Description: Perhaps you have heard about the use of ECT (electroconvulsive shock therapy) to treat “treatment resistant depression. It involved(s) the induction of a grand mal seizure (random firing of all neurons in the brain) through the application of electrical stimulation of the brain. Why does it work (when it does)? It seems to “rest” the neural systems in the brain. Taking the notion of a neural reset further is the experimental treatment for anxiety and depression described by Heather Armstrong, a woman who went through the treatment, in the excerpt from a radio interview linked below. A few details of the treatment are covered in the interview (more in the references section below) but most striking is Heather’s vivid description of what it was like to awaken from the treatment and in particular after her fifth treatment. One of the huge benefits of case studies (despite the limits to their generalizability) are the rich insights they can provide into the subjective experience of disorders such as depression and of the subjective impact of treatments that seem to work.
Source: This woman went to the brink of death – and back – to treat her depression, The Current, CBC Radio.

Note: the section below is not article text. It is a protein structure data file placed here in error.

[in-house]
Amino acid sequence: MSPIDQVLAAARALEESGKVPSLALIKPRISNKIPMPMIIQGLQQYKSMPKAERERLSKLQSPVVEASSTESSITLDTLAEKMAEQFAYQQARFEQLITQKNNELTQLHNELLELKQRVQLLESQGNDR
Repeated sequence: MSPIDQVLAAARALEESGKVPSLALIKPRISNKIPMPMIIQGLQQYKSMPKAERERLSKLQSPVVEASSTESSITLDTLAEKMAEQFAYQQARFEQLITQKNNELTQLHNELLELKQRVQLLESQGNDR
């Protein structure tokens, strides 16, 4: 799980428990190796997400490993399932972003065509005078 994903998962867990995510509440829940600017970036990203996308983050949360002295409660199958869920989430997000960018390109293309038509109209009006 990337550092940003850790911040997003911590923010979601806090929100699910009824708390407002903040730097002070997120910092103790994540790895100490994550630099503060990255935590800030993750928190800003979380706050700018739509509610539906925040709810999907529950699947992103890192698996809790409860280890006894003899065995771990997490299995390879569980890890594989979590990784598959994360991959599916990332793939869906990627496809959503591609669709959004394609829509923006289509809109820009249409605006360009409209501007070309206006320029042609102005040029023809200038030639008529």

Date: May 7, 2019
Photo Credit: Angela Monson; Gallery Books/Simon & Schuster.
The induction of a comatose state using an anesthetic called propofol is thought to act on symptoms of anxiety and depression by resetting or reawakening the brain’s inhibitory systems. Heather’s description of it as “something marvelous” is quite striking. Of course more research is needed but the early returns on this experimental treatment seem quite promising.
Questions for Discussion:
- What do ECT and propofol do when used as a treatment for “drug treatment resistant” depression?
- Is the phrase “neural reset” simply a literary shorthand or is it a useful description for the treatment described in the interview/story linked above?
- What sorts of research are needed going forward if we are to both understand and properly regulate this form of treatment for anxiety and depression?
References (Read Further):
Eranti, S. V., Mogg, A. J., Pluck, G. C., Landau, S., & McLoughlin, D. M. (2009). Methohexitone, propofol and etomidate in electroconvulsive therapy for depression: a naturalistic comparison study. Journal of affective disorders, 113(1-2), 165-171. http://www.academia.edu/download/12139596/Methohexitone_Published.pdf
Mickey, B. J., White, A. T., Arp, A. M., Leonardi, K., Torres, M. M., Larson, A. L., … & Sakata, D. J. (2018). Propofol for treatment-resistant depression: a pilot study. International Journal of Neuropsychopharmacology, 21(12), 1079-1089. https://academic.oup.com/ijnp/article/21/12/1079/5107793
Tadler, S. C., & Mickey, B. J. (2018). Emerging evidence for antidepressant actions of anesthetic agents. Current Opinion in Anesthesiology, 31(4), 439-445.
Ogawa, K., Uema, T., Motohashi, N., Nishikawa, M., Takano, H., Hiroki, M., … & Takeda, M. (2003). Neural Mechanism of Propofol Anesthesia in Severe DepressionA Positron Emission Tomographic Study. Anesthesiology: The Journal of the American Society of Anesthesiologists, 98(5), 1101-1111. http://anesthesiology.pubs.asahq.org/article.aspx?articleid=1942717